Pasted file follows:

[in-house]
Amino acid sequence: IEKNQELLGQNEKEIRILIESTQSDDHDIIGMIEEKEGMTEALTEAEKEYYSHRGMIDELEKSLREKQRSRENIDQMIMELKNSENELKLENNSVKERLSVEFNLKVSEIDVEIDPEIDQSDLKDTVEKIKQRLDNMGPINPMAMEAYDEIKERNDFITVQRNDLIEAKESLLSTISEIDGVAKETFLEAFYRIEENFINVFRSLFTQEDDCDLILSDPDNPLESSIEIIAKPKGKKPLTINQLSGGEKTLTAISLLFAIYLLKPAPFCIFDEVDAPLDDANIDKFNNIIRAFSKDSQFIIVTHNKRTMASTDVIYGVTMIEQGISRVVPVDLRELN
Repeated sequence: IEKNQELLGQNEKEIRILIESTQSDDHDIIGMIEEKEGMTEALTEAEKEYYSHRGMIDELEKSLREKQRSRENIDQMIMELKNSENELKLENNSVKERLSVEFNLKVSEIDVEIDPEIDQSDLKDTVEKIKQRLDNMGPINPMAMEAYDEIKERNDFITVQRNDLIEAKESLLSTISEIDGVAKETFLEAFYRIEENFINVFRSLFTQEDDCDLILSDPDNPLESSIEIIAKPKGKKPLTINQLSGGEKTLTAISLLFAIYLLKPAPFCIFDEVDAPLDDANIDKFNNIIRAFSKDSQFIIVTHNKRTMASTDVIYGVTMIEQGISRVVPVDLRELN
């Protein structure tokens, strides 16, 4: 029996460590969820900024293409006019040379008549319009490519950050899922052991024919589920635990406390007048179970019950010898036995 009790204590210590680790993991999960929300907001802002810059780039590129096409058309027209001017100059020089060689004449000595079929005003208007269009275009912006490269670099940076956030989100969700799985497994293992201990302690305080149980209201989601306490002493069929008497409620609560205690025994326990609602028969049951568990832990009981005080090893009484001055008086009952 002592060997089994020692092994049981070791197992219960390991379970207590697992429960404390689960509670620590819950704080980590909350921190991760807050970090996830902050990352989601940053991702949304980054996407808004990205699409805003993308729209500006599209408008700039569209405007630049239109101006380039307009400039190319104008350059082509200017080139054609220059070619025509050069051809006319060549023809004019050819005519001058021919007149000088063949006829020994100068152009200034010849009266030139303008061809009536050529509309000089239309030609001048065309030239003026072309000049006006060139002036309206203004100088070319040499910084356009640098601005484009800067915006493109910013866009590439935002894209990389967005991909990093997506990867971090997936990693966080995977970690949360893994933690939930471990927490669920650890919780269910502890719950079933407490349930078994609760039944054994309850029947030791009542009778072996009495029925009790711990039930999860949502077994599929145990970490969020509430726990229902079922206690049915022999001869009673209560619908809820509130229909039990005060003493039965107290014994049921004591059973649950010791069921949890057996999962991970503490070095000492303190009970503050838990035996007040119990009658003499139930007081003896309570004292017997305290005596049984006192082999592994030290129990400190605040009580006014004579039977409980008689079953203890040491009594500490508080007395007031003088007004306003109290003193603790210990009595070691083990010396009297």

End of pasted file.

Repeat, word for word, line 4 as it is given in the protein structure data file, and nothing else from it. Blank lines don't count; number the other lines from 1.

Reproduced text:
């Protein structure tokens, strides 16, 4: 029996460590969820900024293409006019040379008549319009490519950050899922052991024919589920635990406390007048179970019950010898036995 009790204590210590680790993991999960929300907001802002810059780039590129096409058309027209001017100059020089060689004449000595079929005003208007269009275009912006490269670099940076956030989100969700799985497994293992201990302690305080149980209201989601306490002493069929008497409620609560205690025994326990609602028969049951568990832990009981005080090893009484001055008086009952 002592060997089994020692092994049981070791197992219960390991379970207590697992429960404390689960509670620590819950704080980590909350921190991760807050970090996830902050990352989601940053991702949304980054996407808004990205699409805003993308729209500006599209408008700039569209405007630049239109101006380039307009400039190319104008350059082509200017080139054609220059070619025509050069051809006319060549023809004019050819005519001058021919007149000088063949006829020994100068152009200034010849009266030139303008061809009536050529509309000089239309030609001048065309030239003026072309000049006006060139002036309206203004100088070319040499910084356009640098601005484009800067915006493109910013866009590439935002894209990389967005991909990093997506990867971090997936990693966080995977970690949360893994933690939930471990927490669920650890919780269910502890719950079933407490349930078994609760039944054994309850029947030791009542009778072996009495029925009790711990039930999860949502077994599929145990970490969020509430726990229902079922206690049915022999001869009673209560619908809820509130229909039990005060003493039965107290014994049921004591059973649950010791069921949890057996999962991970503490070095000492303190009970503050838990035996007040119990009658003499139930007081003896309570004292017997305290005596049984006192082999592994030290129990400190605040009580006014004579039977409980008689079953203890040491009594500490508080007395007031003088007004306003109290003193603790210990009595070691083990010396009297």